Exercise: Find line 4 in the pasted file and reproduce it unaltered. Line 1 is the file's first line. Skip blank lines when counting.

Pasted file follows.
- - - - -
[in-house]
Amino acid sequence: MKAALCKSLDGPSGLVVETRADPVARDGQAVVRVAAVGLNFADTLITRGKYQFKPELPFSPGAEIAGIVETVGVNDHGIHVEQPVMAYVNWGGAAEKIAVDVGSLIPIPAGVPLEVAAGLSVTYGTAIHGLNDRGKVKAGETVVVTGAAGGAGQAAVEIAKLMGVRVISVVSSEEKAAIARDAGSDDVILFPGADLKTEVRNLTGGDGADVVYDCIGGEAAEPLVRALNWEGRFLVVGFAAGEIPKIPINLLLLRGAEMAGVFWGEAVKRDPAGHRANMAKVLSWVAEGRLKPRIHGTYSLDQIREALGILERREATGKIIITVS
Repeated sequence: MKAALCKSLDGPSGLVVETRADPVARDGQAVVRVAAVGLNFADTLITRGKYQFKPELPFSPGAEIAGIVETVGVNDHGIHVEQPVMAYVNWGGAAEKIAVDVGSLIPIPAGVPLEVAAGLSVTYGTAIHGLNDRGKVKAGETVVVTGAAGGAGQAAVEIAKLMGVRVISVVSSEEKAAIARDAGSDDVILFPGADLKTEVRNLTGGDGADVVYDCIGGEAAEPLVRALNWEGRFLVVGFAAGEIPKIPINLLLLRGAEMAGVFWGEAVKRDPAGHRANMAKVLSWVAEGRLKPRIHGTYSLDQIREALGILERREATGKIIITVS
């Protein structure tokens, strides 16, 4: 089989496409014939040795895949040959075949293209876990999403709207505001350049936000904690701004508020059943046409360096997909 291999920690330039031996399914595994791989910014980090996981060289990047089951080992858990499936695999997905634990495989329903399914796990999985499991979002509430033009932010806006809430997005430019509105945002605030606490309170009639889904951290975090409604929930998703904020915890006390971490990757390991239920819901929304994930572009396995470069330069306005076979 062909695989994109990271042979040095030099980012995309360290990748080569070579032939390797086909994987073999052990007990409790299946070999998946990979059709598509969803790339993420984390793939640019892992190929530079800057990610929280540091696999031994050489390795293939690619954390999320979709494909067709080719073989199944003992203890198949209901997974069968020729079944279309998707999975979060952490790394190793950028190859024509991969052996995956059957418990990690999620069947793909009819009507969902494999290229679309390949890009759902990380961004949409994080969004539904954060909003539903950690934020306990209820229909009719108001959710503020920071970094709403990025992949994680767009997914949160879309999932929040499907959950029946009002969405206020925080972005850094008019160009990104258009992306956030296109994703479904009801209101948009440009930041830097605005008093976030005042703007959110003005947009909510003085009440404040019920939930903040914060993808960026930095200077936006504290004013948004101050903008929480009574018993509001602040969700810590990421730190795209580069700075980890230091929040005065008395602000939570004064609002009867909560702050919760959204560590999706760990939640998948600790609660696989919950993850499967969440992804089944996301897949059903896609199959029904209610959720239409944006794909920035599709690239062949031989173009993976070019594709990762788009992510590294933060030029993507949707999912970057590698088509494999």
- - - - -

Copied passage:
């Protein structure tokens, strides 16, 4: 089989496409014939040795895949040959075949293209876990999403709207505001350049936000904690701004508020059943046409360096997909 291999920690330039031996399914595994791989910014980090996981060289990047089951080992858990499936695999997905634990495989329903399914796990999985499991979002509430033009932010806006809430997005430019509105945002605030606490309170009639889904951290975090409604929930998703904020915890006390971490990757390991239920819901929304994930572009396995470069330069306005076979 062909695989994109990271042979040095030099980012995309360290990748080569070579032939390797086909994987073999052990007990409790299946070999998946990979059709598509969803790339993420984390793939640019892992190929530079800057990610929280540091696999031994050489390795293939690619954390999320979709494909067709080719073989199944003992203890198949209901997974069968020729079944279309998707999975979060952490790394190793950028190859024509991969052996995956059957418990990690999620069947793909009819009507969902494999290229679309390949890009759902990380961004949409994080969004539904954060909003539903950690934020306990209820229909009719108001959710503020920071970094709403990025992949994680767009997914949160879309999932929040499907959950029946009002969405206020925080972005850094008019160009990104258009992306956030296109994703479904009801209101948009440009930041830097605005008093976030005042703007959110003005947009909510003085009440404040019920939930903040914060993808960026930095200077936006504290004013948004101050903008929480009574018993509001602040969700810590990421730190795209580069700075980890230091929040005065008395602000939570004064609002009867909560702050919760959204560590999706760990939640998948600790609660696989919950993850499967969440992804089944996301897949059903896609199959029904209610959720239409944006794909920035599709690239062949031989173009993976070019594709990762788009992510590294933060030029993507949707999912970057590698088509494999």